“Good Lord!” The old woman screamed.
“Let’s run for it!” Buck ordered, skirting passed the pair.
“Damn varmint infested county hospital!” The old lady wrung her fist. “I know’d they had cockroaches. I heard they got rats. But this is ridiculous!”
“Kitties run! Go Kitties!” The little boy cried with glee.
Buck’s gang had the opposite problem from Sheldon’s trio. Whereas Sheldon, Tanya and Penny were trying to get out of a jam, Buck’s gang seemed to be trying to get into one. (At least that is how Jim, Tom, and Ed saw it.) The foursome had no illusions that what they were doing might land them in the city pound.
As they darted down a hall, slipping passed startled nurses and patients into shadowy nooks and crannies to escape detection, a pair of hospital security guards had reluctantly began their search for the “mad” feline pests. Animal control attendants, they had been told, would not be allowed in the hospital since it might lower morale. What they didn’t know, as they passed a patient in the hall, was that beneath the sheet-draped gurney on which the patient lie, the Shadowbrook cats had found temporary refuge.
The realization that they were temporarily safe but on the emergency floor where India probably lie only increased the cats collective fears, for none of them knew what to expect in the room of a comatose witch. Now that they were on the right section of the hospital, they must, Buck insisted, look for policemen or other conspicuous officials who would lead them to India’s bed. These thoughts, which were picked up quickly by the others, invoked immediate arguments from Tom, Jim, and Ed.
“All right, mister hotshot, where’s the cops and officials? All I see are nurses, injured people, and a pair of rent-a-cops walking up and down the halls,” Ed thoughts shot into Buck’s head.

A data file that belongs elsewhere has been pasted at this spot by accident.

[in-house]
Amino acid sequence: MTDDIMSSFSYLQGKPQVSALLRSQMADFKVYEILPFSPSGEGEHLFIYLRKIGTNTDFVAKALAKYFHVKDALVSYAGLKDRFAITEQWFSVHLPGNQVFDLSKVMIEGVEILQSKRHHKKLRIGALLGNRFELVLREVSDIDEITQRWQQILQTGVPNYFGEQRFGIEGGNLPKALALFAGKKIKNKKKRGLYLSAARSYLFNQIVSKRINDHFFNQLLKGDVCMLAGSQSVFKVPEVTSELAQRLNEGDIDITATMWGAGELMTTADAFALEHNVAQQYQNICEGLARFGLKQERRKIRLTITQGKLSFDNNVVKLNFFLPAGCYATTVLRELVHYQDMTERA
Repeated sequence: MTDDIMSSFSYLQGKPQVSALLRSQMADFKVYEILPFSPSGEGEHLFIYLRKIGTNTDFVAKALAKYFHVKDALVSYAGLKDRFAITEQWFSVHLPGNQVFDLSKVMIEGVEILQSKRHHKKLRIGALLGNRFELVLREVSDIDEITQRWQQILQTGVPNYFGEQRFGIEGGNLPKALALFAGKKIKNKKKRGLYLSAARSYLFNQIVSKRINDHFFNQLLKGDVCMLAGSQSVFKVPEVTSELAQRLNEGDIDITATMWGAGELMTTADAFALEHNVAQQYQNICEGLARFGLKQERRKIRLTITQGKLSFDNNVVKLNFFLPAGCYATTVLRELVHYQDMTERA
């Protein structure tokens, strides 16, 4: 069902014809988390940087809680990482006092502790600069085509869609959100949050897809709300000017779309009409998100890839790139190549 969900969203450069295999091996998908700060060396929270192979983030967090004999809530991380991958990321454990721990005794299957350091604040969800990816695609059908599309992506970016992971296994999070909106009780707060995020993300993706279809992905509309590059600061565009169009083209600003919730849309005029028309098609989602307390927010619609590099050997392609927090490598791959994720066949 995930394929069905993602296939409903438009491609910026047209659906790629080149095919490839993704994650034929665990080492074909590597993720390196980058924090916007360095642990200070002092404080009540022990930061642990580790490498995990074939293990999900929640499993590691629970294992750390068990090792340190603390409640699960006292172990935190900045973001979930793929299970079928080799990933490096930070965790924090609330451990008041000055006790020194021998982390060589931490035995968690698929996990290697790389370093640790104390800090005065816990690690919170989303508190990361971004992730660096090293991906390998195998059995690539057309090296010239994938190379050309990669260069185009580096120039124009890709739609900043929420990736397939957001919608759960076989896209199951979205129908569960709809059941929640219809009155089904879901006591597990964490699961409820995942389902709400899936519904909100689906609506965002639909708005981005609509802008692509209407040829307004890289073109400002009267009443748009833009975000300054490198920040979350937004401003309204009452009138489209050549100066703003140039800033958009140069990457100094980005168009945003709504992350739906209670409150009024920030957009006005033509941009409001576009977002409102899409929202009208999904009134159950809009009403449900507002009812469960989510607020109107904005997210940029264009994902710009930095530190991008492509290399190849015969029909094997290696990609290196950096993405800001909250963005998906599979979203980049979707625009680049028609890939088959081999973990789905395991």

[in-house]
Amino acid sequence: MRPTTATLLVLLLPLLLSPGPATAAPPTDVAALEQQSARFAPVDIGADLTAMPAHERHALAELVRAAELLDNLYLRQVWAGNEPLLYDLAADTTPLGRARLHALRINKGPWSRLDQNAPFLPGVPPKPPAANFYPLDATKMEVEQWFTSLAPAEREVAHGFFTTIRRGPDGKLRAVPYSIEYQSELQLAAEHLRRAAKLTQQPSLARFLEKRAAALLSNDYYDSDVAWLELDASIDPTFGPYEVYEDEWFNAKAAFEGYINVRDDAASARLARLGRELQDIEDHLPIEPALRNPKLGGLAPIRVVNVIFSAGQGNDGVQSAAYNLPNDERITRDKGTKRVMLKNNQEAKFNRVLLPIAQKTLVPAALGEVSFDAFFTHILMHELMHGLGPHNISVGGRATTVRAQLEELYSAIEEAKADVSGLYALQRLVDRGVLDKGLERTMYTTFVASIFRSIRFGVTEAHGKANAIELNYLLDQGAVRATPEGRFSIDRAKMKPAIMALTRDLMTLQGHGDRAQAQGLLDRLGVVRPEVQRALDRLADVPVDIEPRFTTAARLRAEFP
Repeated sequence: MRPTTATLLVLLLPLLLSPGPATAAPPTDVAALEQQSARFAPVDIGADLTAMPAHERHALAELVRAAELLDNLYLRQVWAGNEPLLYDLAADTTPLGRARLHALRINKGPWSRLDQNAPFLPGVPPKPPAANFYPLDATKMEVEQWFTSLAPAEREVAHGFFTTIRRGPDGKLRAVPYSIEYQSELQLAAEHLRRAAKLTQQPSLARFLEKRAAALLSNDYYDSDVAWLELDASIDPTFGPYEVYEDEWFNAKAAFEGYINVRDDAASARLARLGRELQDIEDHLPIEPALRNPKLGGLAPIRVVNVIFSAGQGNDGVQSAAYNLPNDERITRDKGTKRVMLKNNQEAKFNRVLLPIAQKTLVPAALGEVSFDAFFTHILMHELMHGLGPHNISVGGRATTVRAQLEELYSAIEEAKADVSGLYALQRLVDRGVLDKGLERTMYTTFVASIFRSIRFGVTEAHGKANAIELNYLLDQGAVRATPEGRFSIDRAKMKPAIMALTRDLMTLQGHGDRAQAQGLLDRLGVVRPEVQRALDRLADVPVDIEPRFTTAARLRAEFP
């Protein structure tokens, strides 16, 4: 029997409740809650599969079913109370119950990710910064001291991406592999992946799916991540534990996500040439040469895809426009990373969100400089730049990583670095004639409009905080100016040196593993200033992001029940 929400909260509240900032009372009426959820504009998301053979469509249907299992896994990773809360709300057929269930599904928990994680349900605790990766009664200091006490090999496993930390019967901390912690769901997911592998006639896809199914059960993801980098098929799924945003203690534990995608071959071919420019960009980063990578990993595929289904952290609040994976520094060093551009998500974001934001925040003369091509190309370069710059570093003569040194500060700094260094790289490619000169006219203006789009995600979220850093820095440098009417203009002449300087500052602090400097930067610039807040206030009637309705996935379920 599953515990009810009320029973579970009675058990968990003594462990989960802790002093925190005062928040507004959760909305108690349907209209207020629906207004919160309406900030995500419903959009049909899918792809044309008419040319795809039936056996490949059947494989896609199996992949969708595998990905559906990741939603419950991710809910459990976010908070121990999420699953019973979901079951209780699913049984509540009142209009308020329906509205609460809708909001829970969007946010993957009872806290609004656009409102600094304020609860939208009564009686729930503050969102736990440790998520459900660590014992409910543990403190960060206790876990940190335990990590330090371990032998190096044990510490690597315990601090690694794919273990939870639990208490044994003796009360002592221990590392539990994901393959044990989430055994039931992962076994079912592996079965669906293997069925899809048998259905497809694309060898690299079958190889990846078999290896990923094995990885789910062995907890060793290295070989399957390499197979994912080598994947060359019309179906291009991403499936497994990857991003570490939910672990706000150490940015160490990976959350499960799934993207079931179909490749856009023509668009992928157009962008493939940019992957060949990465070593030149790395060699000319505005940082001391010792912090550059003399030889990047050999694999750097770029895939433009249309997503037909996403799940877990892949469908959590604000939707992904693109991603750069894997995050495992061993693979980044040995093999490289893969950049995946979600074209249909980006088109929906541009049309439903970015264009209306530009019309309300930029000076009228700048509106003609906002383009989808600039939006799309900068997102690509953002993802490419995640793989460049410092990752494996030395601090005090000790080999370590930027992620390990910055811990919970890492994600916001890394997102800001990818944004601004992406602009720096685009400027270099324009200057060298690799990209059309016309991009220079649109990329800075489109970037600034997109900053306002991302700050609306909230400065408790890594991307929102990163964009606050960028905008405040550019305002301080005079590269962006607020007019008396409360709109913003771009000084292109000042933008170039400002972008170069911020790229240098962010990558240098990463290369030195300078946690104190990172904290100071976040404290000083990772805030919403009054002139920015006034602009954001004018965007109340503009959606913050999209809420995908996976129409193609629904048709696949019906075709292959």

“I’m watching, looking and listening,” Buck explained feebly, peeking out at feet moving up and down the hall.
Beneath the sheet draped gurney with its patient waiting for transport to another location in the hospital, Buck gently scolded his friends for their skepticism, but found it difficult to impress them when they could read his own emotions, which included abject fear. Quite unexpectedly, however, when it appeared as if Buck had led them into a foolish trap, they noticed a commotion in the room right across the corridor. A policeman, escorted by a young nurse, entered the room, and then exited after a short while with the nurse by his side. A doctor also peeked in, followed by another nurse with an I.V. bag in her hand.
“Thank you Lord. Thank-you-thank-you-thank-you!” Buck purred loudly now.
“You’re insane!” Jim peeked in terror across the floor.
“Wow! What colossal luck!” Tom nudged Buck. “But how’re we gonna sneak in?”
“I’m thinking,” Buck replied, his little snout poking out of the sheet.
“You forget,” Ed transmitted sarcastically, “we can read your thoughts too. I don’t see nothing but a big question mark in your head!”
As they waited for an opportunity to slip across the corridor and sneak into room 1B, the patient on the gurney complained to a passing nurse: “how much longer are you people gonna make me wait for my tests.”
“We’re very busy sir,” she sighed, reluctantly stopping in her tracks. “We’ve had several code blues today.”
“I don’t care if they’re code reds,” the man groaned, rising up as if to climb off the gurney, “I’ve been waiting a half hour here. I gotta take a pee!”
“All right sir,” she guided him gently as he touched the floor, “I think 1F has been emptied. You can use the restroom there.”
“You know,” the man said querulously, “I think you got rats in this hospital—big ones. I could’ve sworn I saw four of’em scoot under me just now.”
Looking back with a shudder, the young nurse uttered a nervous laugh, “Oh, that’s silly sir, we don’t have rats here at County Hospital.”